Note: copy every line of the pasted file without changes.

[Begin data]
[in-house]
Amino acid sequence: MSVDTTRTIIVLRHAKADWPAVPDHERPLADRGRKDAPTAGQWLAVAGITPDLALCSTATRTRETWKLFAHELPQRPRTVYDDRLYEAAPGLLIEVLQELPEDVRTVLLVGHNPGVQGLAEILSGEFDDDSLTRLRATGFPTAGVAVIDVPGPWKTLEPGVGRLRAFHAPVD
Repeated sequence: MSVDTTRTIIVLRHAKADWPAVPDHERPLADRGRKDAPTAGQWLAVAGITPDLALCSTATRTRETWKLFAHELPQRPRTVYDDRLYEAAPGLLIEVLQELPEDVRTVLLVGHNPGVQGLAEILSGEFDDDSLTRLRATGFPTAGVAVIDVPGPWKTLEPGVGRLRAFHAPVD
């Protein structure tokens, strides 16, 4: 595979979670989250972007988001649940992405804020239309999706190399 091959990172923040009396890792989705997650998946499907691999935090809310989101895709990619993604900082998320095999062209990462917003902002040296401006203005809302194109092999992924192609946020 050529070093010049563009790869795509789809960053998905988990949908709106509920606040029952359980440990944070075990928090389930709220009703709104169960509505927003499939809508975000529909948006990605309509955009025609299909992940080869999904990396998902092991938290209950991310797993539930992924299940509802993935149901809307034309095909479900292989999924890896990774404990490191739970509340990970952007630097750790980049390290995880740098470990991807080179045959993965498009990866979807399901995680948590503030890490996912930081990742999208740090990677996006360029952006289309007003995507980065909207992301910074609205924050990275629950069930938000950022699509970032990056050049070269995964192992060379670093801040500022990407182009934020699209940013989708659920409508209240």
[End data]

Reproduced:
[in-house]
Amino acid sequence: MSVDTTRTIIVLRHAKADWPAVPDHERPLADRGRKDAPTAGQWLAVAGITPDLALCSTATRTRETWKLFAHELPQRPRTVYDDRLYEAAPGLLIEVLQELPEDVRTVLLVGHNPGVQGLAEILSGEFDDDSLTRLRATGFPTAGVAVIDVPGPWKTLEPGVGRLRAFHAPVD
Repeated sequence: MSVDTTRTIIVLRHAKADWPAVPDHERPLADRGRKDAPTAGQWLAVAGITPDLALCSTATRTRETWKLFAHELPQRPRTVYDDRLYEAAPGLLIEVLQELPEDVRTVLLVGHNPGVQGLAEILSGEFDDDSLTRLRATGFPTAGVAVIDVPGPWKTLEPGVGRLRAFHAPVD
């Protein structure tokens, strides 16, 4: 595979979670989250972007988001649940992405804020239309999706190399 091959990172923040009396890792989705997650998946499907691999935090809310989101895709990619993604900082998320095999062209990462917003902002040296401006203005809302194109092999992924192609946020 050529070093010049563009790869795509789809960053998905988990949908709106509920606040029952359980440990944070075990928090389930709220009703709104169960509505927003499939809508975000529909948006990605309509955009025609299909992940080869999904990396998902092991938290209950991310797993539930992924299940509802993935149901809307034309095909479900292989999924890896990774404990490191739970509340990970952007630097750790980049390290995880740098470990991807080179045959993965498009990866979807399901995680948590503030890490996912930081990742999208740090990677996006360029952006289309007003995507980065909207992301910074609205924050990275629950069930938000950022699509970032990056050049070269995964192992060379670093801040500022990407182009934020699209940013989708659920409508209240």